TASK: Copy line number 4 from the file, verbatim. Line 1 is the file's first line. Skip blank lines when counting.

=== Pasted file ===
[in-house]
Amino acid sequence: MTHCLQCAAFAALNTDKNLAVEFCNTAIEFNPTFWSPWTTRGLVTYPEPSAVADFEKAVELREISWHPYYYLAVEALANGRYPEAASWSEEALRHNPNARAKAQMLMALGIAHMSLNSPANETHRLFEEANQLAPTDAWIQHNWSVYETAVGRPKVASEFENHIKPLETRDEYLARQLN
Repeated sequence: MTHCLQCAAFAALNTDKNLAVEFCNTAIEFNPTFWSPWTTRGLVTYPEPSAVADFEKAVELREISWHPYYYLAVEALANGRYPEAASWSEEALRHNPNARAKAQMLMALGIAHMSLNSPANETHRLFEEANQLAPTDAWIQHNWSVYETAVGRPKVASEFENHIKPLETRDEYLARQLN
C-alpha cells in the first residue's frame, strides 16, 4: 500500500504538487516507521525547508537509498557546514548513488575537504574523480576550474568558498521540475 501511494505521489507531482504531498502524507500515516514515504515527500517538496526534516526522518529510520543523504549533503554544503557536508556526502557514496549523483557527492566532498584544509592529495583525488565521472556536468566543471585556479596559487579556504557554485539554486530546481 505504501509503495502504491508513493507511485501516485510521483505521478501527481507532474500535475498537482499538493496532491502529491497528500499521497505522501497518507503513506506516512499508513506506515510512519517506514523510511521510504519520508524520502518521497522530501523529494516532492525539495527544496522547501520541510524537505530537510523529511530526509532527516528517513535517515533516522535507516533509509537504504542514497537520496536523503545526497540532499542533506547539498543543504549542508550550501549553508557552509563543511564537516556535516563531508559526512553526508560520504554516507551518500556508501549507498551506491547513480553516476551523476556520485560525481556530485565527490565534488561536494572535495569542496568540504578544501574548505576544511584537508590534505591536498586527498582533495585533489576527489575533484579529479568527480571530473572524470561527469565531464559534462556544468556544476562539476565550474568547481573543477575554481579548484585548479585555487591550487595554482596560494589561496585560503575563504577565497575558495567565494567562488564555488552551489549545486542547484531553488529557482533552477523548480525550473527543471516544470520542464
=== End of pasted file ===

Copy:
C-alpha cells in the first residue's frame, strides 16, 4: 500500500504538487516507521525547508537509498557546514548513488575537504574523480576550474568558498521540475 501511494505521489507531482504531498502524507500515516514515504515527500517538496526534516526522518529510520543523504549533503554544503557536508556526502557514496549523483557527492566532498584544509592529495583525488565521472556536468566543471585556479596559487579556504557554485539554486530546481 505504501509503495502504491508513493507511485501516485510521483505521478501527481507532474500535475498537482499538493496532491502529491497528500499521497505522501497518507503513506506516512499508513506506515510512519517506514523510511521510504519520508524520502518521497522530501523529494516532492525539495527544496522547501520541510524537505530537510523529511530526509532527516528517513535517515533516522535507516533509509537504504542514497537520496536523503545526497540532499542533506547539498543543504549542508550550501549553508557552509563543511564537516556535516563531508559526512553526508560520504554516507551518500556508501549507498551506491547513480553516476551523476556520485560525481556530485565527490565534488561536494572535495569542496568540504578544501574548505576544511584537508590534505591536498586527498582533495585533489576527489575533484579529479568527480571530473572524470561527469565531464559534462556544468556544476562539476565550474568547481573543477575554481579548484585548479585555487591550487595554482596560494589561496585560503575563504577565497575558495567565494567562488564555488552551489549545486542547484531553488529557482533552477523548480525550473527543471516544470520542464